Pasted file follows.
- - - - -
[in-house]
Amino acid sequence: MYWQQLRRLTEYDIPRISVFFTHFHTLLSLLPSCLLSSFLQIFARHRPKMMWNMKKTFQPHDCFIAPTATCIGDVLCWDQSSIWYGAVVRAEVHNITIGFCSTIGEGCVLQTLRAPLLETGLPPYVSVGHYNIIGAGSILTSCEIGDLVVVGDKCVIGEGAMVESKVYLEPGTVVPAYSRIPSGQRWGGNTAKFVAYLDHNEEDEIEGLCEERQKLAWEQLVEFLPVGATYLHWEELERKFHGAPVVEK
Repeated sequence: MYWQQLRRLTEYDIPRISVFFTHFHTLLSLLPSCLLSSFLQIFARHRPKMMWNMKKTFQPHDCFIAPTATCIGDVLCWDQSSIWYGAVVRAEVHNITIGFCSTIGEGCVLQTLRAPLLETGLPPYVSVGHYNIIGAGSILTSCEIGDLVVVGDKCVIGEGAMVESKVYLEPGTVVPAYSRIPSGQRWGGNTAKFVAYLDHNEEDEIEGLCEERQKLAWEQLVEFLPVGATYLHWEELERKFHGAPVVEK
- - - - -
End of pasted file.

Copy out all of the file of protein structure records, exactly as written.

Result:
[in-house]
Amino acid sequence: MYWQQLRRLTEYDIPRISVFFTHFHTLLSLLPSCLLSSFLQIFARHRPKMMWNMKKTFQPHDCFIAPTATCIGDVLCWDQSSIWYGAVVRAEVHNITIGFCSTIGEGCVLQTLRAPLLETGLPPYVSVGHYNIIGAGSILTSCEIGDLVVVGDKCVIGEGAMVESKVYLEPGTVVPAYSRIPSGQRWGGNTAKFVAYLDHNEEDEIEGLCEERQKLAWEQLVEFLPVGATYLHWEELERKFHGAPVVEK
Repeated sequence: MYWQQLRRLTEYDIPRISVFFTHFHTLLSLLPSCLLSSFLQIFARHRPKMMWNMKKTFQPHDCFIAPTATCIGDVLCWDQSSIWYGAVVRAEVHNITIGFCSTIGEGCVLQTLRAPLLETGLPPYVSVGHYNIIGAGSILTSCEIGDLVVVGDKCVIGEGAMVESKVYLEPGTVVPAYSRIPSGQRWGGNTAKFVAYLDHNEEDEIEGLCEERQKLAWEQLVEFLPVGATYLHWEELERKFHGAPVVEK